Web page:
Sunny Drake’s X


Sunny Drake, Contact Inc & The Independents

Metro Arts’ Sue Benner Theatre

Featuring Sunny Drake

Reviewed by Michelle Bull


Sunny Drake. Image by Leesa Connelly.


I perched alone on a stool in the foyer of Metro Arts, I busied myself looking over emails (I’d already read), texting and checking my facebook messages (again) while I waited for the doors of the theatre to open.  I was here for the premiere of ‘X’ by Sunny Drake, directed by Therese Collie, a show exploring the idea of addiction (hmm…), and part of the 2012 The Independents series at Metro Arts.

Upon collecting my ticket I was immediately given a slip of paper that asked me to write down a judgment I held or had heard about someone with an alcohol addiction. This was a thought-provoking introduction to the show that left me thinking perhaps there might be a message here that would send me pondering and questioning into the wee hours, and possibly updating my Facebook status accordingly in the morning.

‘X’ explores the idea of addiction, through the journey of best friends ‘Jamie’ and ‘Caitlin’, alongside puppets ‘Naked’ and ‘Fancy’. Encompassing varied theatrical elements including animation, puppetry and live performance, Sunny Drake delivers a captivating look inside the struggles and obsessions of the four characters in a transparent and effectively abstract fashion. The work is centered specifically on alcohol addiction and is told from a lesbian/ gay/ bisexual/ transgendered/ intersex/ queer perspective, fundamental to the experiential nature of the works formation. The collaborative nature of the work is acknowledged as Drake gives a personal welcome and introduction to the show, suggesting that addiction is a ‘human condition’ and one that affects us all in one-way or another, whatever the catalyst may be.

The set, designed by Georgina Greenhill is cleverly constructed both for theatrical impact and functionality, allowing Drake to blur the lines of puppetry and animation seamlessly. Animator Ingrid K Brooker is to be applauded for creating a surrealist world that exists alongside that of the set giving it a magical quality and multiple dimensions for the characters to play in.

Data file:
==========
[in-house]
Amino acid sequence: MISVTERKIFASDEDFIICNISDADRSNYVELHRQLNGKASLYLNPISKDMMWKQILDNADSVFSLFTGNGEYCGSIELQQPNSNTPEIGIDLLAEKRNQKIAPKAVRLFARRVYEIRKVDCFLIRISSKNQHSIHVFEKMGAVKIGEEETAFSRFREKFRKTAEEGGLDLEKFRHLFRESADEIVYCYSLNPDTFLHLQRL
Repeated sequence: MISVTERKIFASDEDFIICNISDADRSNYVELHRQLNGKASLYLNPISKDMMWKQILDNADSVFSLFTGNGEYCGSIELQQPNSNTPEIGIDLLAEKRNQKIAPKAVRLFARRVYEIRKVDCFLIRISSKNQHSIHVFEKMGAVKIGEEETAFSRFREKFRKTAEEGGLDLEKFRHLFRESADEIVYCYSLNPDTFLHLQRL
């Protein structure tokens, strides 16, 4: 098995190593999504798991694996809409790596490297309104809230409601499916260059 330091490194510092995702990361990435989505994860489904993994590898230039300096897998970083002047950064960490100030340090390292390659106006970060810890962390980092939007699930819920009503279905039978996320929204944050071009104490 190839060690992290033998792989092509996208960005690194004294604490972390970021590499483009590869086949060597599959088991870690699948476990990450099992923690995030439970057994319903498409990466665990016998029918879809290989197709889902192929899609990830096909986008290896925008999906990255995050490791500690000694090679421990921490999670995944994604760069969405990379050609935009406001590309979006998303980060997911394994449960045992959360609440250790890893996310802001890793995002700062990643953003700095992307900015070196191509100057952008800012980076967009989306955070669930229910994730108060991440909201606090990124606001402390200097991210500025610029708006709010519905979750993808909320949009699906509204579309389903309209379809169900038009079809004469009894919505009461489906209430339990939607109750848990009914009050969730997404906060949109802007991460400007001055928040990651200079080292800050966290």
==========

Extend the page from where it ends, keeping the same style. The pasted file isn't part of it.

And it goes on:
I felt the strongest aspects of the show included this integration of stop animation, multimedia and puppetry as a means of communicating difficult emotions and symbolism of the internal state of the characters. The design and execution of these elements gave a real sense of humanity to puppets ‘Naked’ and ‘Fancy’ as under Drake’s hand they seamlessly merged with the other characters and battled their addictions in heartbreakingly real and identifiable fashion.

Although each of the characters portrayed by Drake were likeable and seamlessly introduced, I did feel they could each be further developed to give a clearer distinction between each archetype. I was at times left behind as Drake flipped from one to the next, which, while not distracting from the quality of the performance, did disconnect me from its sincerity. That being said, some characters were more refined than others, which made more obvious those that would benefit from some development.

The use of multimedia as a vehicle for expression in this work was a wonderful choice. There were moments where projection and music were used in tandem to great effect, creating conversations onstage that let the audience in on private moments of self-evaluation, indulgence and reflection. From the escapist pop stylings of Kylie Minogue to a soothing Irish lullaby, each moment captured a sense of the internal state of being in a way that unveiled its poignancy for each of the characters.

Never one to shy away from audience participation, I was unconvinced by its use in this show. Upon entering the theatre we had each been given another patron’s anonymous judgment they had written on the little slip of paper handed out in the foyer. At one point in the show we were asked to read aloud what was written, an action that caused the character to shy away from the onslaught. I thought this was an insightful and connecting moment in the show but one that left me wondering if it could have been executed differently to greater effect.

Overall, ‘X’ is a thought-provoking piece of theatre that asks questions about an issue that touches each of us in one way or another, be it an addiction to alcohol, sex, chocolate or even Facebook. Sunny Drake is an engaging performer offering up a challenging and honest performance that entertains and makes use of various theatrical elements to communicate in a way that is honest and engaging. ‘X’ asks us to question and challenge our own beliefs and judgments about addiction and how this affects our relationship with others and ourselves, and offers up an accessible piece of theatre that will surely strike a chord with many audiences on its journey.

Premiering as part of The Independents 2012 ahead of its North American tour to the USA National Queer Arts Festival.

Written, Created & Performed by Sunny Drake Director & Dramaturg / Therese Collie Stop Motion Animator / ingrid k brooker Set and Props Designer/ Georgina Greenhill Lighting Design / Andrew Meadows Composer & Sound Designer / Brett Collery Creative Consultants / Brian Lucas & Candy Bowers

This project has received financial assistance from the Queensland Government through Arts Queensland. X was developed with the support of Metro Arts and premiered as part of The Independents 2012. This project has been assisted by the Australian Government through the Australia Council for the Arts, its arts funding and advisory body. X was also sponsored by Health Communities.


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